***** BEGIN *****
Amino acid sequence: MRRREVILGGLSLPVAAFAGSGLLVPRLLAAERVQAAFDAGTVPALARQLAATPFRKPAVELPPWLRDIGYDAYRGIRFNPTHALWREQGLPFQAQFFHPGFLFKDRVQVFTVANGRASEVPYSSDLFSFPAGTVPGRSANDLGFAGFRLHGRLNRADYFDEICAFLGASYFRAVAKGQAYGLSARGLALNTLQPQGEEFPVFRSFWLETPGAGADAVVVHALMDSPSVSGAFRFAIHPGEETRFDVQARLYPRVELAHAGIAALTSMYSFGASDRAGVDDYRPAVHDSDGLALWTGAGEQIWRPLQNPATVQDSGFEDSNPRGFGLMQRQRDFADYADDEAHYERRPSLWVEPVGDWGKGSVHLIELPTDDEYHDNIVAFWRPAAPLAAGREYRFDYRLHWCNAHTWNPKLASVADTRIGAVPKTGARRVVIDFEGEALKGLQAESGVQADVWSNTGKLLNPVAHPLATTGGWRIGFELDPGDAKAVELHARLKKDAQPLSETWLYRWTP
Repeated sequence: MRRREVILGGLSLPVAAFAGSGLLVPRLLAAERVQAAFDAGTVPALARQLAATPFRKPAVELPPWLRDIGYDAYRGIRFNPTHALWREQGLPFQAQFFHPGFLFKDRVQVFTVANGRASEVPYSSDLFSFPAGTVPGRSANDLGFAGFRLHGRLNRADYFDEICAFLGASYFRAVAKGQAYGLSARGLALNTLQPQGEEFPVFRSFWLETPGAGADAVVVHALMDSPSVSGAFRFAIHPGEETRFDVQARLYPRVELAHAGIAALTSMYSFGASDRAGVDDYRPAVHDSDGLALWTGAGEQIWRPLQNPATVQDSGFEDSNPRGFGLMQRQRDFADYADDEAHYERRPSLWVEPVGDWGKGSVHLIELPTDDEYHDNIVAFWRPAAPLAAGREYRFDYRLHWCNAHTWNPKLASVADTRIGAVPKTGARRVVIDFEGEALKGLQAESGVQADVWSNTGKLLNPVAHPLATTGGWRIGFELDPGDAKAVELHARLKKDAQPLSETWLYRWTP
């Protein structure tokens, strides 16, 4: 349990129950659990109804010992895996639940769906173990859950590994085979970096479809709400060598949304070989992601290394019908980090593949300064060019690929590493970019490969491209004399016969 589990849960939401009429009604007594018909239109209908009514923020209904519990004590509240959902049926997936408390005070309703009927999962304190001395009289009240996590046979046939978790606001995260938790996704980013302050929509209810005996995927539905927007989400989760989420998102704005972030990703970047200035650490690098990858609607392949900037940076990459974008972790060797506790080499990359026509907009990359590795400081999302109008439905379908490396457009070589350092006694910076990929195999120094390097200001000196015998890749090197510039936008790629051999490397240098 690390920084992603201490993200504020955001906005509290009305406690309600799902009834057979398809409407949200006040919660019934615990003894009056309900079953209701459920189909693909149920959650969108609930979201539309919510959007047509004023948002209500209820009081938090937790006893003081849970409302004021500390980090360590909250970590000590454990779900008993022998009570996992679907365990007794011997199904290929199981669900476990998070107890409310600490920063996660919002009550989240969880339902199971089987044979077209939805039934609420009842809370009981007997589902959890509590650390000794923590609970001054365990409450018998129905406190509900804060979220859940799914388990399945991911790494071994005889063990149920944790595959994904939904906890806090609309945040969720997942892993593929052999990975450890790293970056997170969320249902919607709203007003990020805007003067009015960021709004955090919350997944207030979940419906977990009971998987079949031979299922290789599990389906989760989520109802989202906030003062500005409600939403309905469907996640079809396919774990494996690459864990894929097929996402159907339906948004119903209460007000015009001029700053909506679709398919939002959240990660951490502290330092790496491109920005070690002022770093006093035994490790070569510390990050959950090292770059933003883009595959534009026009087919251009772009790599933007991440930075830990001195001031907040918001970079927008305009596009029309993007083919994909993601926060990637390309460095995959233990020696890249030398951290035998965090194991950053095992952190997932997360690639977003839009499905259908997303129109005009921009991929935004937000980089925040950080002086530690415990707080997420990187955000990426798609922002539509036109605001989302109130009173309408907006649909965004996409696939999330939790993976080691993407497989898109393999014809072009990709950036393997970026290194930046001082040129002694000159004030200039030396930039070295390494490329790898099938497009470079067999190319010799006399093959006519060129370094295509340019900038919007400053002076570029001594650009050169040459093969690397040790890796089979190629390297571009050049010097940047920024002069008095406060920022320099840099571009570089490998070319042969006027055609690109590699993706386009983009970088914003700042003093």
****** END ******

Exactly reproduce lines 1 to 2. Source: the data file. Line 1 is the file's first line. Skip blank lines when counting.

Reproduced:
Amino acid sequence: MRRREVILGGLSLPVAAFAGSGLLVPRLLAAERVQAAFDAGTVPALARQLAATPFRKPAVELPPWLRDIGYDAYRGIRFNPTHALWREQGLPFQAQFFHPGFLFKDRVQVFTVANGRASEVPYSSDLFSFPAGTVPGRSANDLGFAGFRLHGRLNRADYFDEICAFLGASYFRAVAKGQAYGLSARGLALNTLQPQGEEFPVFRSFWLETPGAGADAVVVHALMDSPSVSGAFRFAIHPGEETRFDVQARLYPRVELAHAGIAALTSMYSFGASDRAGVDDYRPAVHDSDGLALWTGAGEQIWRPLQNPATVQDSGFEDSNPRGFGLMQRQRDFADYADDEAHYERRPSLWVEPVGDWGKGSVHLIELPTDDEYHDNIVAFWRPAAPLAAGREYRFDYRLHWCNAHTWNPKLASVADTRIGAVPKTGARRVVIDFEGEALKGLQAESGVQADVWSNTGKLLNPVAHPLATTGGWRIGFELDPGDAKAVELHARLKKDAQPLSETWLYRWTP
Repeated sequence: MRRREVILGGLSLPVAAFAGSGLLVPRLLAAERVQAAFDAGTVPALARQLAATPFRKPAVELPPWLRDIGYDAYRGIRFNPTHALWREQGLPFQAQFFHPGFLFKDRVQVFTVANGRASEVPYSSDLFSFPAGTVPGRSANDLGFAGFRLHGRLNRADYFDEICAFLGASYFRAVAKGQAYGLSARGLALNTLQPQGEEFPVFRSFWLETPGAGADAVVVHALMDSPSVSGAFRFAIHPGEETRFDVQARLYPRVELAHAGIAALTSMYSFGASDRAGVDDYRPAVHDSDGLALWTGAGEQIWRPLQNPATVQDSGFEDSNPRGFGLMQRQRDFADYADDEAHYERRPSLWVEPVGDWGKGSVHLIELPTDDEYHDNIVAFWRPAAPLAAGREYRFDYRLHWCNAHTWNPKLASVADTRIGAVPKTGARRVVIDFEGEALKGLQAESGVQADVWSNTGKLLNPVAHPLATTGGWRIGFELDPGDAKAVELHARLKKDAQPLSETWLYRWTP